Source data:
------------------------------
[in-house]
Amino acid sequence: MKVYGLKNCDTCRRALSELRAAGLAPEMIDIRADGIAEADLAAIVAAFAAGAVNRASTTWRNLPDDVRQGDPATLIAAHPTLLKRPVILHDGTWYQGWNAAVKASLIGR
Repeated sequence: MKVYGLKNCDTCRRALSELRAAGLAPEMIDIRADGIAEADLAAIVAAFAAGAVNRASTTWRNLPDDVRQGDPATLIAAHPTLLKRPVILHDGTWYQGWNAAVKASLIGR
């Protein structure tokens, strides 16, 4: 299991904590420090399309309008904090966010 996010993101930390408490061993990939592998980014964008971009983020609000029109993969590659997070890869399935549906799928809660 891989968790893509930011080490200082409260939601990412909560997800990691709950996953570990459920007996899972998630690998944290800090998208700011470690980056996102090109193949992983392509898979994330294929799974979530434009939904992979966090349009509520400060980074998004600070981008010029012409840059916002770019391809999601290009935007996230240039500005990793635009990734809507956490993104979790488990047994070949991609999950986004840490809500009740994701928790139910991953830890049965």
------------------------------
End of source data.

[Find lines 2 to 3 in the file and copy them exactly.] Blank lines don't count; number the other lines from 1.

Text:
Amino acid sequence: MKVYGLKNCDTCRRALSELRAAGLAPEMIDIRADGIAEADLAAIVAAFAAGAVNRASTTWRNLPDDVRQGDPATLIAAHPTLLKRPVILHDGTWYQGWNAAVKASLIGR
Repeated sequence: MKVYGLKNCDTCRRALSELRAAGLAPEMIDIRADGIAEADLAAIVAAFAAGAVNRASTTWRNLPDDVRQGDPATLIAAHPTLLKRPVILHDGTWYQGWNAAVKASLIGR